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Stonewall Jackson Biography

6 November 1932, Tabor City, North Carolina, USA. Jackson’s family tree does in fact extend to the famous Confederate general of the American Civil War, hence his name. After the death of his father when Stonewall was aged two, his mother relocated to Moultrie, Georgia, where, at the age of eight, he worked on his uncle’s farm. When he was 10 he swapped his bicycle for a guitar and learned to play by watching others. He joined the army in 1948, lying about his age, but the error was soon discovered. The next year he joined the navy legally and began his singing career by entertaining his shipmates. After discharge in 1954, he spent two years working on a farm but in 1956, with no professional singing experience, he decided to try his luck in Nashville. He impressed Wesley Rose enough for him to record some demo discs of his songs; after auditioning for George D. Hay, Jackson became one of the few performers without a recording contract to become a member of the Grand Ole Opry. In fact, he recalled, ‘I found out later it’s the only time anybody’s ever come and just was hired off the street’. He signed for Columbia Records in 1957 and first worked on Ernest Tubb’s road show.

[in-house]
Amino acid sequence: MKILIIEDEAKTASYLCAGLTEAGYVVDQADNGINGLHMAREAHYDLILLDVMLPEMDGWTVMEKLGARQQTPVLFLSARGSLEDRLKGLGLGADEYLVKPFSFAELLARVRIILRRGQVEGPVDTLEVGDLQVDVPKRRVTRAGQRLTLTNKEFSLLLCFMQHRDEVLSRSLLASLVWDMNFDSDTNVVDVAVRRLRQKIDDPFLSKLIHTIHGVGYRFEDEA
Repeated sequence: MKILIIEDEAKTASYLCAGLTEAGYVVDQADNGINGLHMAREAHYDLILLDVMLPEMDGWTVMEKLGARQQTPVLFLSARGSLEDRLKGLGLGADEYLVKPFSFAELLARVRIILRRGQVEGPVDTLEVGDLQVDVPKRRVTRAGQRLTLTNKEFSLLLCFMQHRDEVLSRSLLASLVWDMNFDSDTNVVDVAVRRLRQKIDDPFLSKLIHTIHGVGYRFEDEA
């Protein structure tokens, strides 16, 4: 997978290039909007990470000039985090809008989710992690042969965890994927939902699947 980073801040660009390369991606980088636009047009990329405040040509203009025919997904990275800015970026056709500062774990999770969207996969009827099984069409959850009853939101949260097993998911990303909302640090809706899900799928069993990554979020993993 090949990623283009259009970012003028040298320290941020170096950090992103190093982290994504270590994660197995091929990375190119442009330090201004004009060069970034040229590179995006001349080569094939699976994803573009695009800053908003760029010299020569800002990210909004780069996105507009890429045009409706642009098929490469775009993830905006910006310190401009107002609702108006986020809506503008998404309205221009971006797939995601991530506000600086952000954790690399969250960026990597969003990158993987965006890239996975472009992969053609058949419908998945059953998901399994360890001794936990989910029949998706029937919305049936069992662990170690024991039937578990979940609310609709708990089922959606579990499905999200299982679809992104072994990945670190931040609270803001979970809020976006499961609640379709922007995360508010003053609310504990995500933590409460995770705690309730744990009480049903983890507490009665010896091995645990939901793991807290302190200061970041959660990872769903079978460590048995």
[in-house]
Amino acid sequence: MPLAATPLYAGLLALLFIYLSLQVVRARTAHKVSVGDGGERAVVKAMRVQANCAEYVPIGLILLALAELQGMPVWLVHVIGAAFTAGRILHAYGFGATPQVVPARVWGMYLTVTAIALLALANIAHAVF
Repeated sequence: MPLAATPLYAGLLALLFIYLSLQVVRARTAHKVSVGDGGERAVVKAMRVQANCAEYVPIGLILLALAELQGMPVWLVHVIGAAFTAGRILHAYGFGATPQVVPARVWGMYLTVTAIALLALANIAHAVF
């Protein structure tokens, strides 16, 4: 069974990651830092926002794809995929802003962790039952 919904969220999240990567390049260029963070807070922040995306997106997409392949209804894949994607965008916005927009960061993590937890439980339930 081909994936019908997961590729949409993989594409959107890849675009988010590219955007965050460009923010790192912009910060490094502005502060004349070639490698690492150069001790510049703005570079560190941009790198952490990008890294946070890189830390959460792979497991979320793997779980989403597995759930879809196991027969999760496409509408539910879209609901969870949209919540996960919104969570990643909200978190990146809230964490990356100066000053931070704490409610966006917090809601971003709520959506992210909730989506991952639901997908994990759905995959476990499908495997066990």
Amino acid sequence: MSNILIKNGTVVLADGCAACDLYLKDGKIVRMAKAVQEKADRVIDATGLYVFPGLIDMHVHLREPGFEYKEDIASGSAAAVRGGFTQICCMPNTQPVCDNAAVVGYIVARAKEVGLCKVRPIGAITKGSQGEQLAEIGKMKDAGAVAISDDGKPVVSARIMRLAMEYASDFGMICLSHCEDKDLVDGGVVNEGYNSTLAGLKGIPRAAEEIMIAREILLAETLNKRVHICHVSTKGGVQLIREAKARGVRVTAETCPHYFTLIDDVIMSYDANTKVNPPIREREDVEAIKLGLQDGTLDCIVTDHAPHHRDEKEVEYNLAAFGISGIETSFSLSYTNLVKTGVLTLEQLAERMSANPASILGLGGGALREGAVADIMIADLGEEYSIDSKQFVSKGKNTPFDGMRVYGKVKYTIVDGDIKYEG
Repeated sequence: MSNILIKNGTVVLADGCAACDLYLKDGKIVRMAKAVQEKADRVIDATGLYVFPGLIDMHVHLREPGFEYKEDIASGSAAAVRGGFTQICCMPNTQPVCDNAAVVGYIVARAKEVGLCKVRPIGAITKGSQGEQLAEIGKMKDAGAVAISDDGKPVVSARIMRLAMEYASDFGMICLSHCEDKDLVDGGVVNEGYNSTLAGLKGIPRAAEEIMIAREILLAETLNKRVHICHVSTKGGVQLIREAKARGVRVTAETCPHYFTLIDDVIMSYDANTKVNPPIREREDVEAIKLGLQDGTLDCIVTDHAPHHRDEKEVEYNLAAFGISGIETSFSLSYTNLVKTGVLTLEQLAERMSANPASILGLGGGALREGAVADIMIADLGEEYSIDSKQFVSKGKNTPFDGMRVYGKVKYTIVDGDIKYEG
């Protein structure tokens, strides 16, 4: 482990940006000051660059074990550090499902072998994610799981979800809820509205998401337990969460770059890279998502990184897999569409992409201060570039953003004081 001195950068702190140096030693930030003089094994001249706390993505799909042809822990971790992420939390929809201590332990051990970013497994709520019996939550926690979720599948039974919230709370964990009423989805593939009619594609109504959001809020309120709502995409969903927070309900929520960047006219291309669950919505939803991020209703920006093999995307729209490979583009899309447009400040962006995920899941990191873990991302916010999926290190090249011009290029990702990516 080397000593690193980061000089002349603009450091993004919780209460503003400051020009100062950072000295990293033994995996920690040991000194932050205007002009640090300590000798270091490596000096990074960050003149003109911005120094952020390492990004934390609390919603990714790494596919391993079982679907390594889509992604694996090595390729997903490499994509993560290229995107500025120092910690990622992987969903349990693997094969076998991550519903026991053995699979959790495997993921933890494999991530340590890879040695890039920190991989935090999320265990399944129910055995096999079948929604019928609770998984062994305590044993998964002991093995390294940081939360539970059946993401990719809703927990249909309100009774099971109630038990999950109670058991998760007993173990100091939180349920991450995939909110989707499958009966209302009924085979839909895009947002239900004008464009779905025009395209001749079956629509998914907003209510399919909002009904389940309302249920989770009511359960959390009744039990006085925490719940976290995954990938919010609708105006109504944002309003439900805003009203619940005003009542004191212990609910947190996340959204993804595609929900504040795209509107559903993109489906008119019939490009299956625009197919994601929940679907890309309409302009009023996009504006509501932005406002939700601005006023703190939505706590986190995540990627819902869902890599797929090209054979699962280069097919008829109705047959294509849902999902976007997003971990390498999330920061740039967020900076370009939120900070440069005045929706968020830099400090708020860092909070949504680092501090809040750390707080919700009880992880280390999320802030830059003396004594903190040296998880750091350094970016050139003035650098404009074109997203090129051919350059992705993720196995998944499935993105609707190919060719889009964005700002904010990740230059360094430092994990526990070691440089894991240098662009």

Jackson made his US country chart debut in 1958 when his recording of George Jones’ prison saga, ‘Life To Go’, reached number 2. In 1959, Jackson’s recording of John D. Loudermilk’s ‘Waterloo’ became a million-selling country number 1, also reaching number 4 in the US pop charts. Between 1959 and 1963 further successes followed, including ‘Why I’m Walkin’’, ‘A Wound Time Can’t Erase’, ‘Leona’ and ‘Old Showboat’, before he achieved another country number 1 with ‘B.J. The D.J.’ Throughout the mid-60s and early-70s he charted regularly, including his own songs ‘Don’t Be Angry’ (a song he had initially recorded as a demo for Wesley Rose eight years earlier), ‘I Washed My Face In Muddy Water’ and ‘Stamp Out Loneliness’. (‘Don’t Be Angry’ was revived in 1987 by Irish singer Daniel O’Donnell on his album Don’t Forget To Remember). 1968’s The Great Old Songs featured many folk ballads, including arguably his best track, ‘The Black Sheep’. Jackson’s style gradually went out of fashion but he did make the country Top 10 in 1971 with a country version of ‘Me And You And A Dog Named Boo’. During the Vietnam War he recorded a patriotic single, ‘The Minute Men Are Turning In Their Graves’, and even renamed his band the Minute Men to emphasize the point. He also has the distinction of being the first artist to record a live in-concert album at the Grand Ole Opry. Jackson still resides in Nashville and maintains his appearances on the show.

Source: The Encyclopedia of Popular Music by Colin Larkin. Licensed from Muze.

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